skip to content

Prisons Research Centre


Where possible we consider applications from visiting scholars who wish to conduct research with the Prisons Research Centre.  Informal enquiries should be made in the first instance to Professor Alison Liebling or Professor Ben Crewe.

Information on the Institute of Criminology's visitor application process is available on the Institute of Criminology Visitors webpage.


Dr Kate Herrity was awarded her doctorate in Criminology in 2019 from the University of Leicester, for her PhD: ‘Rhythms and routines: sounding order in a local men’s prison using aural ethnography’. She was elected to the Mellon-King’s Junior Research Fellowship in Punishment (2020-24) in order to pursue her current research project – which extends ideas introduced in her thesis – exploring the relationship between sound and social emotion amongst different prison populations.



Dr Julie Laursen joined the PRC as a Research Associate in the ERC-funded research project Penal policymaking and the prisoner experience: a comparative analysis in June 2016. During this time she conducted fieldwork and interviews in Norwegian and English prisons while studying penal policymaking and the penal field, the experiences of mainstream, female prisoners, imprisoned sex offenders, and prisoners in the most secure parts of each jurisdiction's prison system.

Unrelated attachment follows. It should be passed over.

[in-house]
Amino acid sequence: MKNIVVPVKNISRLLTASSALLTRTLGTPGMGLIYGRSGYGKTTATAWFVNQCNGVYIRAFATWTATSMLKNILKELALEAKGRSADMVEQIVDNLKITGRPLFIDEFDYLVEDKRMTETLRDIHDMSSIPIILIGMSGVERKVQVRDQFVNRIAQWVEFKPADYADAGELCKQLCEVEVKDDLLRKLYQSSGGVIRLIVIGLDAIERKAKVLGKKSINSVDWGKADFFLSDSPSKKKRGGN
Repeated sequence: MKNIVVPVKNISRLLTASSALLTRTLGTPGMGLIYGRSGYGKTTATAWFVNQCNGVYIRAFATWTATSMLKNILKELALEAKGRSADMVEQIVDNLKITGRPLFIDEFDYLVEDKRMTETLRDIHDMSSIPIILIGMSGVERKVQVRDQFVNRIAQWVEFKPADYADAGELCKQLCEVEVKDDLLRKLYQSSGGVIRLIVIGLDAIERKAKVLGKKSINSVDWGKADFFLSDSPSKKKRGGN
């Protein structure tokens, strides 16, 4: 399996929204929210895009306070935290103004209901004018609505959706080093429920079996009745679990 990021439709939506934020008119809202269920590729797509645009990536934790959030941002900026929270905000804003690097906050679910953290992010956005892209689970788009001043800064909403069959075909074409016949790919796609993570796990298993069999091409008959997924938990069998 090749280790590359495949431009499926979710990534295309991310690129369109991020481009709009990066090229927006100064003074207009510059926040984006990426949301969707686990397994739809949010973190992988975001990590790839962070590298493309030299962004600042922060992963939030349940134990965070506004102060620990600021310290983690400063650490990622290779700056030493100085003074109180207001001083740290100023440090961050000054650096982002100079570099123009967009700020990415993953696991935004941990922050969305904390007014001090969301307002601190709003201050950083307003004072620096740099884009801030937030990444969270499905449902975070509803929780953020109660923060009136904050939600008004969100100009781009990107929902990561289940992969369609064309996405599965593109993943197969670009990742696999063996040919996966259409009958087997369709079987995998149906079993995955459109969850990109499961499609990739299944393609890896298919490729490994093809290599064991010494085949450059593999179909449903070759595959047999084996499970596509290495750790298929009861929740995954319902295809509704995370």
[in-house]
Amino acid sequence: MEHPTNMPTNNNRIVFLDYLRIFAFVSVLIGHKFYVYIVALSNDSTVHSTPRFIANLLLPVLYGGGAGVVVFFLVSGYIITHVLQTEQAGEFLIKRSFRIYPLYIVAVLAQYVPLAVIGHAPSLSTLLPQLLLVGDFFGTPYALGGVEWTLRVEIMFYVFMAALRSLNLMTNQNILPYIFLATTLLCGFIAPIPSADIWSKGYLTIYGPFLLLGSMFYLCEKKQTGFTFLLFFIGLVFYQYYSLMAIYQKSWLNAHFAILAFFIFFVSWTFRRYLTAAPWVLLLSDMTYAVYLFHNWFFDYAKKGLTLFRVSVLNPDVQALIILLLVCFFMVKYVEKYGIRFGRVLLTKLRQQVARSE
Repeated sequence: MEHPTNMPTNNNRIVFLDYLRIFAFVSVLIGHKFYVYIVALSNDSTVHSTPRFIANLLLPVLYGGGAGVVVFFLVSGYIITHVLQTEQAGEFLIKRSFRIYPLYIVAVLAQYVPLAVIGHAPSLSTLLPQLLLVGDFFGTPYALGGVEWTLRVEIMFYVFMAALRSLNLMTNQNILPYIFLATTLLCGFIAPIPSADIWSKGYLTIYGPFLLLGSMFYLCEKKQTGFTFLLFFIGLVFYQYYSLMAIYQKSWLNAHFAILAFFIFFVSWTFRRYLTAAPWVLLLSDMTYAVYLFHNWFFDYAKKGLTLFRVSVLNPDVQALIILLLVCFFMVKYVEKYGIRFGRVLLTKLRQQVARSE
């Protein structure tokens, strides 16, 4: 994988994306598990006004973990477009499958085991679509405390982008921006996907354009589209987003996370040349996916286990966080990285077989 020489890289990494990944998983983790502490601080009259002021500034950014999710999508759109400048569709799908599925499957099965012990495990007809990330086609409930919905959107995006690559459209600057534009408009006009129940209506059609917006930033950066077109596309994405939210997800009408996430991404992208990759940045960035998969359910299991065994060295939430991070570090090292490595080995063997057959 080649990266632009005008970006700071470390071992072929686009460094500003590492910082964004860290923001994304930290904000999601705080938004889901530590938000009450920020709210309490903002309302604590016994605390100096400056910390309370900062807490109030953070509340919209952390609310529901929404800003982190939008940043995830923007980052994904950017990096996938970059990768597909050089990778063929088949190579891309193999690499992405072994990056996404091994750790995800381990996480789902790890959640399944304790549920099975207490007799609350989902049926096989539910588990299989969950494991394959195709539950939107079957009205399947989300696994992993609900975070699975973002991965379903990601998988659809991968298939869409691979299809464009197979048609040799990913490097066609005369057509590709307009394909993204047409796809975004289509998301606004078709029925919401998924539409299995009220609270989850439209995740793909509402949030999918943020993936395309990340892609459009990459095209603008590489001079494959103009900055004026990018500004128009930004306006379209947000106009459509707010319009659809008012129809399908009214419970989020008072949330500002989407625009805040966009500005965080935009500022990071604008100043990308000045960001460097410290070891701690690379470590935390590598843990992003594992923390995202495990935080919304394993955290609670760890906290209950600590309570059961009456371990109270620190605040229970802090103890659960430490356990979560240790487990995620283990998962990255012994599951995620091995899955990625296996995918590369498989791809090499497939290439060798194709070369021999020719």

She is now employed by the University of Copenhagen in the Faculty of Law, and is currently a visiting scholar at the PRC continuing some of the work she started on the Penal policmaking and the prisoner experience: a comparative analysis research project.


Dr Kristian Mjåland joined the Prisons Research Centre in 2016, as a Senior Research Associate on the COMPEN project. He is now employed as an Associate Professor in Sociology at the University of Agder, Norway, and is a Visiting scholar at the PRC. Kristian’s research interests include comparative penology, prison social life, offender rehabilitation, and drug use and drug economy in and beyond prisons.

While working on the COMPEN project, Kristian was mainly engaged in fieldwork within Norwegian prisons and interviews with key penal policymakers in Norway. Together with colleagues, he is currently writing up several articles, on topics such as ‘deep end confinement’, open prisons, egalitarian cultures within Norwegian prisons, and prison officer
perceptions of men convicted of sex offences.

Kristian has organised and hosted several public conversations in Kristiansand, Norway, through his role in a ‘public social science’ initiative at the University of Agder, Norway, on topics such as Climate change (November 2019), Drug reform (February 2020) and Artificial intelligence (June 2020). He also produced two podcasts for the same initiative during the lockdown.